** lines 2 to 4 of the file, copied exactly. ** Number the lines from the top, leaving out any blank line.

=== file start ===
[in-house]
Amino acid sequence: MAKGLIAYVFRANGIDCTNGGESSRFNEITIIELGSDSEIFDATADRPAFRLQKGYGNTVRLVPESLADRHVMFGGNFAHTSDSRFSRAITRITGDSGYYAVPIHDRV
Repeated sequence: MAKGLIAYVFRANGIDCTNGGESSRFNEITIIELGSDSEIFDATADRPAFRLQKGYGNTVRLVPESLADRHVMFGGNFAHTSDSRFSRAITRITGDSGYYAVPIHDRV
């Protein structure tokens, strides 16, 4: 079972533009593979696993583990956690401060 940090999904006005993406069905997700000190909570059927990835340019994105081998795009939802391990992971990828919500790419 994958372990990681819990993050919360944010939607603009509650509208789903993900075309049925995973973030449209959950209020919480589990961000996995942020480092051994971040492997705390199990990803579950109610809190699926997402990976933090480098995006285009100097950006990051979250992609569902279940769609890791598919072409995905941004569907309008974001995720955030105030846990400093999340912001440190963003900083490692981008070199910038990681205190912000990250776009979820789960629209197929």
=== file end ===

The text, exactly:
Amino acid sequence: MAKGLIAYVFRANGIDCTNGGESSRFNEITIIELGSDSEIFDATADRPAFRLQKGYGNTVRLVPESLADRHVMFGGNFAHTSDSRFSRAITRITGDSGYYAVPIHDRV
Repeated sequence: MAKGLIAYVFRANGIDCTNGGESSRFNEITIIELGSDSEIFDATADRPAFRLQKGYGNTVRLVPESLADRHVMFGGNFAHTSDSRFSRAITRITGDSGYYAVPIHDRV
């Protein structure tokens, strides 16, 4: 079972533009593979696993583990956690401060 940090999904006005993406069905997700000190909570059927990835340019994105081998795009939802391990992971990828919500790419 994958372990990681819990993050919360944010939607603009509650509208789903993900075309049925995973973030449209959950209020919480589990961000996995942020480092051994971040492997705390199990990803579950109610809190699926997402990976933090480098995006285009100097950006990051979250992609569902279940769609890791598919072409995905941004569907309008974001995720955030105030846990400093999340912001440190963003900083490692981008070199910038990681205190912000990250776009979820789960629209197929």